> one that is used.
    >


    You are not missing anything. Those filters are the standard ones for
    removing linearly polarized light. You can get two basic types: one just
    is a simple linear polarizer, and the other first does the linear
    polarization for the effect that you want and then converts that
    linearally-polarized light into circularly-polarized light. The effect
    on the scene being photographed is identical for both types, and the
    rotation angles of the filters must be set for the desired effect. The
    circular filter is used for cameras with internatl reflections that
    could potentially interact with linerally polarized light and perhaps
    throw off light metering. On straight-through cameras, like many P&S
    ones, there is no need for the circular variety.

    I still don't understand the principle behind that filter you used to have.

    Joe
     
    Joseph Miller, Jul 11, 2007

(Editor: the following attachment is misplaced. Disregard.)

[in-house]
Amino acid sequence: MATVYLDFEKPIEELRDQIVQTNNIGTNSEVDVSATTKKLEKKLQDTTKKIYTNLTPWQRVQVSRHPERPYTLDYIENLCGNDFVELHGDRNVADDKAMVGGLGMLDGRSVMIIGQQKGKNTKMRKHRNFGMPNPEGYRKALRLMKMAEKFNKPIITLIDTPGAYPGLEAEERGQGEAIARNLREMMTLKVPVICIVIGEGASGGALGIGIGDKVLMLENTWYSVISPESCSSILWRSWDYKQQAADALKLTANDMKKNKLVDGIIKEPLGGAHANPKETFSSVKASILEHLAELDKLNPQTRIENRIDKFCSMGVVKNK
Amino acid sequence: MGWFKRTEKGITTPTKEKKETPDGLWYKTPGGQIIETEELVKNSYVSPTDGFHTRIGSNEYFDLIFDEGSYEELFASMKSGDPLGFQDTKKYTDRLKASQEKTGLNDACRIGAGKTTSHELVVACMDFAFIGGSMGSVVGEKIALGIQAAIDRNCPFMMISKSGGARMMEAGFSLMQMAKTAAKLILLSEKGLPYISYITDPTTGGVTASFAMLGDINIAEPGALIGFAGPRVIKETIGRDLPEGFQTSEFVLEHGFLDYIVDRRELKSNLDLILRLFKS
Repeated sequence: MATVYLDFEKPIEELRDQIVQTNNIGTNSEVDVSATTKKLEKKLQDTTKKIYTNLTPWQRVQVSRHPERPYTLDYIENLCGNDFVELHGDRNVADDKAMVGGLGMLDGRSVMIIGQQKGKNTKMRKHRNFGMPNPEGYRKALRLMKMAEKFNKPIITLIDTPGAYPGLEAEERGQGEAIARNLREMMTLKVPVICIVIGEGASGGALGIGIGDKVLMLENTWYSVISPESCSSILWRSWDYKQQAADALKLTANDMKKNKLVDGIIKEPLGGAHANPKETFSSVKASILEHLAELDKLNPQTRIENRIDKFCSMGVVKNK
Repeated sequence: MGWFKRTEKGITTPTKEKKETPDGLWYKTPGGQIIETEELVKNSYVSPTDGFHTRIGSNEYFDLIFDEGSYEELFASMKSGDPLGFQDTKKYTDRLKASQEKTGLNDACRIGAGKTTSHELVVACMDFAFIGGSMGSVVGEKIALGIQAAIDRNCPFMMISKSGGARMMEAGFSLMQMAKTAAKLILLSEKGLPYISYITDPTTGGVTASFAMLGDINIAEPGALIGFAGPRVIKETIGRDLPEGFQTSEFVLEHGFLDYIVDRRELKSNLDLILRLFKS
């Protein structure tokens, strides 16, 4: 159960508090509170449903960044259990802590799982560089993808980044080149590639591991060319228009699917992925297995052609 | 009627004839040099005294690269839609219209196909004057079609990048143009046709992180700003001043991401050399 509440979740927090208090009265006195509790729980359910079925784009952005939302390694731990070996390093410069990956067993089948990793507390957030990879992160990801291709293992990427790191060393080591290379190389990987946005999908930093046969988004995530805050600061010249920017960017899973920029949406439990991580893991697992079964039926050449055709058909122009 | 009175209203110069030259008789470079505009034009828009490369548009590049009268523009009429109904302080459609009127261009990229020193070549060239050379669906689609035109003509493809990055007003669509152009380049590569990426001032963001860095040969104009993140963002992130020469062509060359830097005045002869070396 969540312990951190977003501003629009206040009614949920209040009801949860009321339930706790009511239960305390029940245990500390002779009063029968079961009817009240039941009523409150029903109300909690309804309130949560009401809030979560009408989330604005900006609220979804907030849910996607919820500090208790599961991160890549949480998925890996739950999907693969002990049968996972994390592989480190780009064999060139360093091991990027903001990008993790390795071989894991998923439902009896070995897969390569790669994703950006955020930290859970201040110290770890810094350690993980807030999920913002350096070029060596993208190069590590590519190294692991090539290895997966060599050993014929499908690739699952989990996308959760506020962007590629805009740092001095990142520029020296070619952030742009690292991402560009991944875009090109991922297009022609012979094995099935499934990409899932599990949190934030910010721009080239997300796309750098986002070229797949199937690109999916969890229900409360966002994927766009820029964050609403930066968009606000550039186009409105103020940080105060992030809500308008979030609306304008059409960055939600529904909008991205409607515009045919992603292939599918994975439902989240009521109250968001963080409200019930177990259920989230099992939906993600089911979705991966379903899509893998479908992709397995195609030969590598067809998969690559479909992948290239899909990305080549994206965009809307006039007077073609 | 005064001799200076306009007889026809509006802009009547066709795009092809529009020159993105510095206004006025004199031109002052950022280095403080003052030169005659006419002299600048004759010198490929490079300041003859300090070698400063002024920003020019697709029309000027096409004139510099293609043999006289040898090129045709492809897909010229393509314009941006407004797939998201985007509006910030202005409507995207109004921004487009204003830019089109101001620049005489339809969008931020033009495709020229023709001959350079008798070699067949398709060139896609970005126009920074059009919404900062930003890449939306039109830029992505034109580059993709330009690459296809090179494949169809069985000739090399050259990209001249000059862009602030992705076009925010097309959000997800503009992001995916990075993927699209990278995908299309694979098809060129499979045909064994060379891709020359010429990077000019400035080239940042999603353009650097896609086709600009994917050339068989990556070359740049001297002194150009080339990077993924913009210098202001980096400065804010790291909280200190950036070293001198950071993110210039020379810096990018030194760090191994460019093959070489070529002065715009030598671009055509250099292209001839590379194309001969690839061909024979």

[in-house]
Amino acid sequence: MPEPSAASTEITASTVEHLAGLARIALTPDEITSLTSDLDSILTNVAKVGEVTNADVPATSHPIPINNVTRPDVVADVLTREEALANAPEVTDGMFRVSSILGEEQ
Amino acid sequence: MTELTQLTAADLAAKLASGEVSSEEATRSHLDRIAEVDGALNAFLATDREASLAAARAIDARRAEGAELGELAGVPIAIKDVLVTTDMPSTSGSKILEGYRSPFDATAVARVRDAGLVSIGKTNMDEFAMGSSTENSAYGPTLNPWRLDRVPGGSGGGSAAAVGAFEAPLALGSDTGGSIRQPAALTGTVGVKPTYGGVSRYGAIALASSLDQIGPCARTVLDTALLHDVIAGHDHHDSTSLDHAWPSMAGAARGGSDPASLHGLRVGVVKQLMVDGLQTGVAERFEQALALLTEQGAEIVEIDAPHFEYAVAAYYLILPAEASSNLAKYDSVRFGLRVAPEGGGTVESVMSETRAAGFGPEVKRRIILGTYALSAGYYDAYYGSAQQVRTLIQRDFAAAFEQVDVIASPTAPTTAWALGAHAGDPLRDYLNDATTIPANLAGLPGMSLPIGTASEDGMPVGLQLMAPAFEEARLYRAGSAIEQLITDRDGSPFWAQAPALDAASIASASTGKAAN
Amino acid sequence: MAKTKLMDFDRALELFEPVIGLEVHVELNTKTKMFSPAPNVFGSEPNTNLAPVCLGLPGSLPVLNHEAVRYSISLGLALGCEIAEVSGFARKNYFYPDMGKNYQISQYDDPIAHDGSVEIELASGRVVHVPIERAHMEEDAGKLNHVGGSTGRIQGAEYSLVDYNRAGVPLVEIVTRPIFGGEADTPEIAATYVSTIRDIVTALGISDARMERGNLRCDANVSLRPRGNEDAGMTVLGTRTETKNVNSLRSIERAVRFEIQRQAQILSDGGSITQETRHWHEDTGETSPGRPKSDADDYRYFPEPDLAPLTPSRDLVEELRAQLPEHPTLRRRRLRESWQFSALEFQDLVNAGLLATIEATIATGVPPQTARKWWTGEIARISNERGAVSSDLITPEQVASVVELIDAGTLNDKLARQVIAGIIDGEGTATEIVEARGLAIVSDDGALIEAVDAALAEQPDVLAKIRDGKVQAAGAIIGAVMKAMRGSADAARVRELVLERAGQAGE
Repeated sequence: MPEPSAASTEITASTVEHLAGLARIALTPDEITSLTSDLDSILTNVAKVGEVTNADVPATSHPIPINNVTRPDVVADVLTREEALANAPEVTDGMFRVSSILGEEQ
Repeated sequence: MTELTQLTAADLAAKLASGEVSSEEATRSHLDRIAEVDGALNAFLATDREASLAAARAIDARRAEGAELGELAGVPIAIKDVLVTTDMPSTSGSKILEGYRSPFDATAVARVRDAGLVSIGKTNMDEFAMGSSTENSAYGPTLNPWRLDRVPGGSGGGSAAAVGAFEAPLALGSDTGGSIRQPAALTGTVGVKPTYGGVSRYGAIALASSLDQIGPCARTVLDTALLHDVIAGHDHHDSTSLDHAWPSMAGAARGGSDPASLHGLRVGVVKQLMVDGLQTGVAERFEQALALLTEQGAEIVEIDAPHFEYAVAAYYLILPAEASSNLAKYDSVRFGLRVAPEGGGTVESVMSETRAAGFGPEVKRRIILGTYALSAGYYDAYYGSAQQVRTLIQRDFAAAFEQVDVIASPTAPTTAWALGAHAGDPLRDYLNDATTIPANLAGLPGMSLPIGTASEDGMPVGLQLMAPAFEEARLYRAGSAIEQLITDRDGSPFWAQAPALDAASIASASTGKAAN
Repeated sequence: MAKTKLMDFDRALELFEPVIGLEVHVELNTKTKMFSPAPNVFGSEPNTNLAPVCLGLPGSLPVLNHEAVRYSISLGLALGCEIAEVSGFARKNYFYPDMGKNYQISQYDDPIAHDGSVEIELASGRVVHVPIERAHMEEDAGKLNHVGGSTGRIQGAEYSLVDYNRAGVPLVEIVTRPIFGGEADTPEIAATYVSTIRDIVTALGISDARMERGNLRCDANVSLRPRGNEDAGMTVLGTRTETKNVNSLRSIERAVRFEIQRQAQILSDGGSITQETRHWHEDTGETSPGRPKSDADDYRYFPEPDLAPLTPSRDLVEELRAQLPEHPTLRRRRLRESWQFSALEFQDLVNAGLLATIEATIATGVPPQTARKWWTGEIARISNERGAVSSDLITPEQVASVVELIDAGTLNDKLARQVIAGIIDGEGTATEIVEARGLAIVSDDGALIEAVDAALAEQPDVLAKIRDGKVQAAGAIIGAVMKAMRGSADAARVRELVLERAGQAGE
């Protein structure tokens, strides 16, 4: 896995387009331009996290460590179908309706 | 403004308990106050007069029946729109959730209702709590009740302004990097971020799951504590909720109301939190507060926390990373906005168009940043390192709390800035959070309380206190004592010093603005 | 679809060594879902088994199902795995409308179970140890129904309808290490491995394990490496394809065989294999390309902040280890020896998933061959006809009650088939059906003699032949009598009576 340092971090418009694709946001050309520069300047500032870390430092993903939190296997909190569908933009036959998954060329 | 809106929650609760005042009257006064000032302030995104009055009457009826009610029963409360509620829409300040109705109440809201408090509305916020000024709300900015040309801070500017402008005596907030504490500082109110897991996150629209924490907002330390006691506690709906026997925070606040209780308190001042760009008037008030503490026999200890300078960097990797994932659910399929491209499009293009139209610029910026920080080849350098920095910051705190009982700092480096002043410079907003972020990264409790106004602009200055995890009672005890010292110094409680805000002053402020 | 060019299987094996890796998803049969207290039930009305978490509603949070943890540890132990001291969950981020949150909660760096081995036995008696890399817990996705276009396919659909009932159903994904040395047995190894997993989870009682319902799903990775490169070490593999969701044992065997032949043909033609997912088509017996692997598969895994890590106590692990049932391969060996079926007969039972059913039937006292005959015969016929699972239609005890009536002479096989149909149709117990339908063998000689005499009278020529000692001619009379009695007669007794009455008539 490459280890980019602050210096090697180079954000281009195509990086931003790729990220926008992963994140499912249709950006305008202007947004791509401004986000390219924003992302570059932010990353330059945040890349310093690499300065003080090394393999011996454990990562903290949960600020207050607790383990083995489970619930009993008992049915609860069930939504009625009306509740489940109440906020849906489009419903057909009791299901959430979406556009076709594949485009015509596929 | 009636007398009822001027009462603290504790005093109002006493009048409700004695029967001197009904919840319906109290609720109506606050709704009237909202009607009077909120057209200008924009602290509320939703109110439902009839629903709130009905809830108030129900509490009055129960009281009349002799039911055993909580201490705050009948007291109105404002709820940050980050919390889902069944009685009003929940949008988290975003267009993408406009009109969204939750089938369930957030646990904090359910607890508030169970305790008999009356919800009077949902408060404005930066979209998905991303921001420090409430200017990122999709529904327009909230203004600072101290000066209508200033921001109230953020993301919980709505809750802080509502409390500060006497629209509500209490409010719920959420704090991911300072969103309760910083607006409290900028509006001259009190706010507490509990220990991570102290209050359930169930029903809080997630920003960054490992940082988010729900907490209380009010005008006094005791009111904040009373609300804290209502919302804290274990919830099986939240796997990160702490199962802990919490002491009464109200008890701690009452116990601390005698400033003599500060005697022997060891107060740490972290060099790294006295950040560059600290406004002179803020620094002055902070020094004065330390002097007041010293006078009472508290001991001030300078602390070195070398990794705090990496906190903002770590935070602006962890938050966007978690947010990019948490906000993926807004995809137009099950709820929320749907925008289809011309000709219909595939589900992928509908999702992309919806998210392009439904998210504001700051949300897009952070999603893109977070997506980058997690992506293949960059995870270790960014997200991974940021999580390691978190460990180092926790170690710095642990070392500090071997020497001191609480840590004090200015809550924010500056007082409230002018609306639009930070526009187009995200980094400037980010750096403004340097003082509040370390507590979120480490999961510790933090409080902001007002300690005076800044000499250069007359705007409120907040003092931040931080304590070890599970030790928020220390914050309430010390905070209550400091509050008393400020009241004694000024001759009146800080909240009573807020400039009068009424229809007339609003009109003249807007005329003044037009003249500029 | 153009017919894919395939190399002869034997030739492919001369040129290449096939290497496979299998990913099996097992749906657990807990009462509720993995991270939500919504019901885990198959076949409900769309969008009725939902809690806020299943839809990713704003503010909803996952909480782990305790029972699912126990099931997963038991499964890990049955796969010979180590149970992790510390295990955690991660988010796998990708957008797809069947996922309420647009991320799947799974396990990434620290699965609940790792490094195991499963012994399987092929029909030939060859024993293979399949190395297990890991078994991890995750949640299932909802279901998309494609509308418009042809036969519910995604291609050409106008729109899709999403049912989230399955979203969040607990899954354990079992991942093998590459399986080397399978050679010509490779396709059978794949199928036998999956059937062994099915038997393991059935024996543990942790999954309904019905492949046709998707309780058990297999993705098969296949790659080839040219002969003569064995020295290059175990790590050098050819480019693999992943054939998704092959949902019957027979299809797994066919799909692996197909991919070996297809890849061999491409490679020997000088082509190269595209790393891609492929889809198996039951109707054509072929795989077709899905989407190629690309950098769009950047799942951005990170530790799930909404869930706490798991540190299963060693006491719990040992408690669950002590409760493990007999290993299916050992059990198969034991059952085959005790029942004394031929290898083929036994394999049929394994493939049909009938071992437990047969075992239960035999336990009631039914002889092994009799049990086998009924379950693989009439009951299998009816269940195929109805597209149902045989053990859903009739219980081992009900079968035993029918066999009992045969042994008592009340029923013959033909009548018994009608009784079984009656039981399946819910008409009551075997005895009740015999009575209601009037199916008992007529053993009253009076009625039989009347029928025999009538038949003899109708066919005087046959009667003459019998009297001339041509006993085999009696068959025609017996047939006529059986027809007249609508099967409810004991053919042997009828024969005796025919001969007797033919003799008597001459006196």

#15
  16. Pat

    Allen Guest

    Pat wrote:
    > On Jul 11, 1:54 pm, AustinMN <> wrote:
    >> On Jul 11, 8:09 am, Pat <> wrote:
    >>
    >>> Geez. I thought this was a simple yes/no answer. I guess it is "no",
    >>> that no one has seen one recently (say within the last decade or two).

    >> http://www.tiffen.com/filters.htm
    >>
    >> Scroll down to the polarizer section, there it is. It took me 30
    >> seconds on google using your terms. Instead of searching yourself,
    >> you waited two days for someone else to do it for you, then complained
    >> because they didn't.
    >>
    >> Austin

    >
    > Ummm, maybe I'm missing something but I don't see it there. Which
    > filter are you referencing.
    >
    > Searching myself? Heck I've been doing that for 20 years. You don't
    > think I've checked every website I can find? If it is still made,
    > it's made my some small specialty company or I might be able to find
    > one that is used.
    >